The wife of a famous Yale economist faces a misdemeanor charge over an altercation at a middle school on the same block as University President Richard Levin’s house.

Anne Higonnet GRD ’88, the wife of Yale economics professor John Geanakoplos ’75, was charged Jan. 15 with disorderly conduct after she allegedly grabbed and yelled at a parent for using the Everit Street back gate of the Worthington Hooker Middle School, according to New Haven police. The incident, which school principal Robert Rifenburg called “uncharacteristic of most Everit Street residents,” was the latest in a long history of tension dating back to 2004, when Everit Street residents sued the city to prevent the school from moving to its current location at 691 Whitney Ave., half a block away from Higonnet and Geanakoplos’s house.

Higonnet is charged with disorderly conduct and will be arraigned in New Haven Superior Court on Thursday. She faces a fine of up to $500 or up to three months in jail.

The conflict between local residents and the school began in October 2004. After the city approved the construction of the third-to-eighth-grade school at the time, a group of Everit Street residents sued City Hall for what they claimed was illegal use of the city’s zoning powers. At the time, residents, who include many Yale faculty members, said the school’s presence would bring noise and traffic to an otherwise calm environment.

In August 2007, the state Supreme Court ruled in favor of the city, allowing the school to open its doors last December at its current location on the block between Everit Street and Whitney Avenue. Since then, school administrators have kept the Everit Street gate open to pedestrians but agreed to set a policy directing parents to use the front gate on Whitney Avenue when dropping off their children.

Last Friday, Stephanie Brooks dropped off one of her children at the Everit Street gate instead of using the front entrance. Higonnet, a Columbia University art history professor, allegedly grabbed Brooks’s collar and yelled at her, according to police. Higonnet, in a phone interview Monday, denied any physical contact with Brooks, adding that at the time she apologized to Brooks for the confrontation.

“We’re trying to be good neighbors,” said Rifenburg, who called the police during the incident. “I think 99 percent of parents follow the policy, and I commend them for doing their part.”

But some Everit Street residents remain skeptical. One neighboring Yale faculty member, who declined to be named, said as long as the Everit Street gate stays open, he thinks it will be impossible to prevent all Hooker parents from driving up to it.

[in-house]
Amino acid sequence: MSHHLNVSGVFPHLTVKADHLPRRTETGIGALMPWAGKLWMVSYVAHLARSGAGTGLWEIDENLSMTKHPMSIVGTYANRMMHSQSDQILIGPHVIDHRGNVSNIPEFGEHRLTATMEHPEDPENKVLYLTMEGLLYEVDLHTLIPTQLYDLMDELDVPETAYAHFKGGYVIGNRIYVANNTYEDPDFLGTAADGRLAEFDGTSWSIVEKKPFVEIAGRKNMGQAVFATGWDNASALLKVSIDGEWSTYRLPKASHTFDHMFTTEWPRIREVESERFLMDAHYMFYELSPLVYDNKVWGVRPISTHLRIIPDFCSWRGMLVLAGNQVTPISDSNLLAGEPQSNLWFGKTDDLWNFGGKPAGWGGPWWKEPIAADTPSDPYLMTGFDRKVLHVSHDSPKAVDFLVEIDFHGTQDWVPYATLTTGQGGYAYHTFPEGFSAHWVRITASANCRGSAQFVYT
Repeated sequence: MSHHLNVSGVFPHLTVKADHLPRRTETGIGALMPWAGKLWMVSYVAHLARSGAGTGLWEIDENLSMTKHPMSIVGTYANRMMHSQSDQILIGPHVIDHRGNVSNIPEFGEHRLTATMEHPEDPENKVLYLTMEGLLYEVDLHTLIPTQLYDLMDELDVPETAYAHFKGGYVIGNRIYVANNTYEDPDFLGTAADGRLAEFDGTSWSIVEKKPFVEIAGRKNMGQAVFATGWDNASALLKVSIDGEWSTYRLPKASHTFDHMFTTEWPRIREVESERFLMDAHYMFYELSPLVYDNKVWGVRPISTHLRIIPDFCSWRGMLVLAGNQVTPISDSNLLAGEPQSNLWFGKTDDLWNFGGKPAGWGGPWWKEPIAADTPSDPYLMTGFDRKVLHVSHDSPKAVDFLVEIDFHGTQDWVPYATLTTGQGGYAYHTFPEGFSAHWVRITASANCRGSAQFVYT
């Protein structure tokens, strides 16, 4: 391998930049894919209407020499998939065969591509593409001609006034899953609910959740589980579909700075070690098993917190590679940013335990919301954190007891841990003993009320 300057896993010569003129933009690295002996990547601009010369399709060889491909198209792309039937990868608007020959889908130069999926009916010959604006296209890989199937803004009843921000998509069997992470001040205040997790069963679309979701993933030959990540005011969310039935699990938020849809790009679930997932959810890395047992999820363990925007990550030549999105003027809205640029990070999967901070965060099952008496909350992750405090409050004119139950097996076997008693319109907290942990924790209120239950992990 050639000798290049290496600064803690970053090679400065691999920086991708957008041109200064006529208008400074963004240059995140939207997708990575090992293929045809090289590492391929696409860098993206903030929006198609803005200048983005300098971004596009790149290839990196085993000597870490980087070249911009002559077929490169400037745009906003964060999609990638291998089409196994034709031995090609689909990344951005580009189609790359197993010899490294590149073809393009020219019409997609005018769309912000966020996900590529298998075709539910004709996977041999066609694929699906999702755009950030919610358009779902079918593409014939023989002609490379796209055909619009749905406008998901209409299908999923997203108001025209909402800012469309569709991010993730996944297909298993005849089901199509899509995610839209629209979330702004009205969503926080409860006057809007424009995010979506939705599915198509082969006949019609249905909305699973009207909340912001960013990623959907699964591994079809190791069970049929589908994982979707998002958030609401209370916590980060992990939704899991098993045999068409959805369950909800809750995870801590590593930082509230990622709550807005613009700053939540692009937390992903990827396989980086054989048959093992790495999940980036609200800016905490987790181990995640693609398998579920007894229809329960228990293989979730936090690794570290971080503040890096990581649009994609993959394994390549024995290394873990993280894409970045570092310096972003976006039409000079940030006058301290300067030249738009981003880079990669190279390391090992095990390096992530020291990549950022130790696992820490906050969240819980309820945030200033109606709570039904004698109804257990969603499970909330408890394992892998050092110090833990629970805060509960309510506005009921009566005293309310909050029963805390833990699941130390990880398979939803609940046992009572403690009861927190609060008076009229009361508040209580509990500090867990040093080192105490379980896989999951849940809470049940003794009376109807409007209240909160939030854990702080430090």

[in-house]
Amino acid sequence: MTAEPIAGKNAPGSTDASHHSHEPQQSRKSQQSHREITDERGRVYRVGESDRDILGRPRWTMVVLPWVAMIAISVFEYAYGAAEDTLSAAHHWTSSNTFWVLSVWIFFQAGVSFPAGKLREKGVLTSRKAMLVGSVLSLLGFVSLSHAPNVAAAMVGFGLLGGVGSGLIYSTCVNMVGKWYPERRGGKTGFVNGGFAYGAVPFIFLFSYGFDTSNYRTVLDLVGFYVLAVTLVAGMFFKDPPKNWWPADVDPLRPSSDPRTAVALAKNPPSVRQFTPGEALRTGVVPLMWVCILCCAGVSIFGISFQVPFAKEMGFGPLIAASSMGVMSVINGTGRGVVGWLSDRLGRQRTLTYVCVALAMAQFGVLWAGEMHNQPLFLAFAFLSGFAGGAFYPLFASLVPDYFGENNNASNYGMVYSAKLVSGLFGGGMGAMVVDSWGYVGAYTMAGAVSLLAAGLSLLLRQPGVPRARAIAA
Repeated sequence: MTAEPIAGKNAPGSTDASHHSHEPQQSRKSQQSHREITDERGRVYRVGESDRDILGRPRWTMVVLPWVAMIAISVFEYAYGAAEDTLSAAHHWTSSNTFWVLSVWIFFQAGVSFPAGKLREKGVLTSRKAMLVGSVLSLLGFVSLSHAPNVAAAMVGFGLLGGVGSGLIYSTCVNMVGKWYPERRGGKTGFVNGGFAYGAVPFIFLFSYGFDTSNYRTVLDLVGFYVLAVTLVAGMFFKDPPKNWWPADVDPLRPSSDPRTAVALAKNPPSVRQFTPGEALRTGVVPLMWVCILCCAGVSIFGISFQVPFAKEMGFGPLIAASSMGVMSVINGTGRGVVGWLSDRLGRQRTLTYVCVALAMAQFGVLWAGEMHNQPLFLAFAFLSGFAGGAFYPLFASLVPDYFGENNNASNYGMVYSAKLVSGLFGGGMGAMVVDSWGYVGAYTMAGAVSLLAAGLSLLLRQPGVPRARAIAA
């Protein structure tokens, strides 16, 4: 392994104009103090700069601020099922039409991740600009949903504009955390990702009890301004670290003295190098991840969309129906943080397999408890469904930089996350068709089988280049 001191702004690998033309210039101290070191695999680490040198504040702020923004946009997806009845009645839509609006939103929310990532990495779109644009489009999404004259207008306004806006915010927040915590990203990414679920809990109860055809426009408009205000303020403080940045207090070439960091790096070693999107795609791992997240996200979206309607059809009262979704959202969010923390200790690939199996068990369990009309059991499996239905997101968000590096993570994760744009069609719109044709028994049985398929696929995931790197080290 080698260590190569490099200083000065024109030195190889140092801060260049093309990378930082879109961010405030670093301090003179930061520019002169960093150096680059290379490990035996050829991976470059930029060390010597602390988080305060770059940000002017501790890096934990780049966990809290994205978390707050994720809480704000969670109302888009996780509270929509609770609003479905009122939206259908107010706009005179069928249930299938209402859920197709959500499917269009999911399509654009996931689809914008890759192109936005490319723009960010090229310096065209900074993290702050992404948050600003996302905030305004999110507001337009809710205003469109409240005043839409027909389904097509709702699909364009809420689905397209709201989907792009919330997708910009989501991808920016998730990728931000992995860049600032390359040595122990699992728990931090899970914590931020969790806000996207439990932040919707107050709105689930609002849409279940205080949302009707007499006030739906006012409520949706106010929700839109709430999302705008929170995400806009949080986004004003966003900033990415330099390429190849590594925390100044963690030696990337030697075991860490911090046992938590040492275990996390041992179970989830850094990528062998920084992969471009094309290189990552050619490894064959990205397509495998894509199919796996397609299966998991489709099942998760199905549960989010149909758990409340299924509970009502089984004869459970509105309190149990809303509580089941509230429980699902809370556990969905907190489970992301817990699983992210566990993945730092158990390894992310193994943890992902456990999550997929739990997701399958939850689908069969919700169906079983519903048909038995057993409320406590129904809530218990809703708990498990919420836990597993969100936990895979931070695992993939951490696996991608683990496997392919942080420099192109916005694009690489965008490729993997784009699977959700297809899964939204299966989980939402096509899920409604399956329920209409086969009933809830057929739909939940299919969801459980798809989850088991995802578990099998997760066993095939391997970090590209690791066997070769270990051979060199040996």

“I’m not surprised that [the incident last Friday] occurred, because there are strong concerns among many of us that what’s been happening is inconsistent with what we were promised by the school,” he said.

Ward 10 Alderman Justin Elicker FES ’10 SOM ’10, who represents the neighborhood, said the issue, as far as he is concerned, is safety. By keeping the back gate open to pedestrians and encouraging drop-offs at the front entrance, the school makes the street safer for everyone, he said.

Elicker also praised Rifenburg’s efforts to address the concerns of Everit Street neighbors, noting that Rifenburg stands outside many mornings and afternoons to remind parents of the drop-off policy. The alderman added that the majority of Everit Street residents simply wanted to “move on.”

Levin is in Switzerland and could not be reached for comment. His wife, Jane, declined to comment Monday.

Biology professor William Konigsberg, who lives near the Hooker School, said he was “quite pleased” with the efforts of school administrators to ensure that most residents’ concerns have been addressed. Jennifer Huebner, a teacher at the school, added that in recent years, a growing number of Hooker parents have moved into homes on nearby streets, including Everit Street, which has decreased the number of students whose parents drive them to school.

About two-thirds of students at Worthington Hooker Middle School, one of the city’s top-performing public schools, live in East Rock, Rifenburg said.

Correction: Jan. 26, 2010

An earlier version of this article misstated the name of Worthington Hooker Middle School.